So what do you do? You try to put your editorial team through a quick fix training session – on SEO, on the online community, on Google crawlers. In most cases these happen over a cup of coffee session, lunch break and in other informal settings but if you are a proud business owner you will arrange a training session in your board room with ppts and all. What happens as a result? Your trained journos who learned to sit, sits everywhere – on chair and on sh*t.
The Editorial Side problem
A few years ago I was interviewing a young content writer from NDTV for a position I was recruiting. In an answer to “Why do you want to join us – an apparently much smaller brand when you are working for an established media firm?”, the girl went overboard in explaining how frustrated she is with her current work, how chasing after pageviews is killing her, how she wants to do some ‘real work’.
I was perturbed by the fact that a very young journalist who is at the start of her career is so very dissatisfied with her job because her work is measured by pageviews. I still have editorial team members who believe ‘real work’ happens in the print and television industry. The fact that we are evolving (or already have evolved) in a completely different journalistic era where finding readers for your own story is your responsibility is a truth the journalistic community is elusive of. And the situation gets complicated when they see this powerful tool as a burden.
Despite being in the middle of it themselves, they will not try to create followers, develop online communities for their own set of stories, and understand analytics and so on. If pushed too much, they will take it as a bitter pill and will focus only on the end result – pageviews. Hence sensationalism in title and photos of semi-clad women are the easiest way.
So we have a happy business team who thinks their training worked, we have a trouble-free editorial team who are happy to deliver on pageviews on their stories. And thus we end up with situations like these and explanations like these.
Solution, is there any?
Not apparently in the corporate arena. It’s a hunger for bigger advertising revenue share. And advertisement on the online space is very much pageviews driven (no matter whichever metrics you sell on).
With the bigger brands having higher overhead costs, the pressure will continue. It goes unsaid that TOI is a very powerful brand. The fact that Priya Gupta’s article was written justifying sensationalism in online space, the fact that it went through the editorial board, the fact that brand team sat back and let this happen, the fact that management team allowed such a petty issue snowball into such a dirty mudslinging episode, proves the fact that we all are now sucked up in this blackhole of pageviews.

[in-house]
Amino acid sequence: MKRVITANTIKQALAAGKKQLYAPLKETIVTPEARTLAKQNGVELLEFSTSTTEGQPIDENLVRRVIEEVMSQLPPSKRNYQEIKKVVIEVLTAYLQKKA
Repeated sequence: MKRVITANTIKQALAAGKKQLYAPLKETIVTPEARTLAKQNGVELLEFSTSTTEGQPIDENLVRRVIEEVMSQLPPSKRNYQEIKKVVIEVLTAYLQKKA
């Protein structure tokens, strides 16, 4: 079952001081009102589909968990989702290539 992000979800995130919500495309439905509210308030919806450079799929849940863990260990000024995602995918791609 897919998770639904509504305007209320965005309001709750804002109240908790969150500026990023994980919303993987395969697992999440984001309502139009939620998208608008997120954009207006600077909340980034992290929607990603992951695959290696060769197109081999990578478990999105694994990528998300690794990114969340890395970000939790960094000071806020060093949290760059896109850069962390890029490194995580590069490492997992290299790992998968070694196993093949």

As far as online journalism is concerned – ethics has taken a backseat. This is not only an ego war – this is mop up as much as you can offer. And every other media house is riding on the tide. In fact TOI’s this particular article will continue to garner pageviews from voyeuristic communities searching on “DeepikaPadukone’s nipples” and “SRK’s 8 pack abs” even after the controversy dies down.
Niche sites (and TOI group has the most of them) is probably the only solution where you keep the reader community targeted and charge an advertising premium on that. But for generic news websites targeting generic public and for entertainment based content – it is a volume game.
The problem can be sorted in the educational domain though. Priya wrote in her article – “There isn’t a one-fits-all formula for either distributing or consuming content across various media.” Of course writing a story headline on print and writing it for online cannot be same. We all understand that. But how many masscomm departments teach that? How many wannabe reporters actually get educated on how to create different sizes for different people? Journalism schools needs to imbibe ‘digital’ more into the DNA of the young students enrolled with them.
But then most journalism colleges follow a set pattern of educational curriculum without much research going into it. Whether there are enough educated teachers who can educate young students on the ‘online journalism and various technical nuances involved’ is another concern. It’s high time that such colleges include analytics, pageview driven metrics into their course curriculum.
But that transformation will probably take an era. Till then, we will continue to have such real life multi-starrer action movies. Enjoy with popcorn.
And no, I am not carrying a photo of Deepika’s cleavage along with this article. I tried making the headline as sensational as possible though. But the fact that you read till here proves you do not care anyway, isn’t it?
Image credit: Facebook